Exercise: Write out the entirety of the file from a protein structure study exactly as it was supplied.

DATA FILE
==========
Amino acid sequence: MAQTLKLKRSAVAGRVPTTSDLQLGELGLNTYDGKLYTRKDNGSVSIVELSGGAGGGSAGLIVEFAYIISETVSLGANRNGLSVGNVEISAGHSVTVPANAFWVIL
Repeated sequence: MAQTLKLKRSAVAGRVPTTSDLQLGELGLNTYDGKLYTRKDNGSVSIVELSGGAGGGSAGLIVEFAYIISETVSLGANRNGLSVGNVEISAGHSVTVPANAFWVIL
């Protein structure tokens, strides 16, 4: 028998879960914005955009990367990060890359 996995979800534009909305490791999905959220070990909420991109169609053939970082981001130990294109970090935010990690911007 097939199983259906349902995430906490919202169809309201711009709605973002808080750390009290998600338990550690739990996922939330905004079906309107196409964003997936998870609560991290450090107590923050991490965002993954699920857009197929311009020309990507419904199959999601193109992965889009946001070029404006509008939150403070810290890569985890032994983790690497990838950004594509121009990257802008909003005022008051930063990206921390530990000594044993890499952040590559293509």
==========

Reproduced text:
Amino acid sequence: MAQTLKLKRSAVAGRVPTTSDLQLGELGLNTYDGKLYTRKDNGSVSIVELSGGAGGGSAGLIVEFAYIISETVSLGANRNGLSVGNVEISAGHSVTVPANAFWVIL
Repeated sequence: MAQTLKLKRSAVAGRVPTTSDLQLGELGLNTYDGKLYTRKDNGSVSIVELSGGAGGGSAGLIVEFAYIISETVSLGANRNGLSVGNVEISAGHSVTVPANAFWVIL
């Protein structure tokens, strides 16, 4: 028998879960914005955009990367990060890359 996995979800534009909305490791999905959220070990909420991109169609053939970082981001130990294109970090935010990690911007 097939199983259906349902995430906490919202169809309201711009709605973002808080750390009290998600338990550690739990996922939330905004079906309107196409964003997936998870609560991290450090107590923050991490965002993954699920857009197929311009020309990507419904199959999601193109992965889009946001070029404006509008939150403070810290890569985890032994983790690497990838950004594509121009990257802008909003005022008051930063990206921390530990000594044993890499952040590559293509």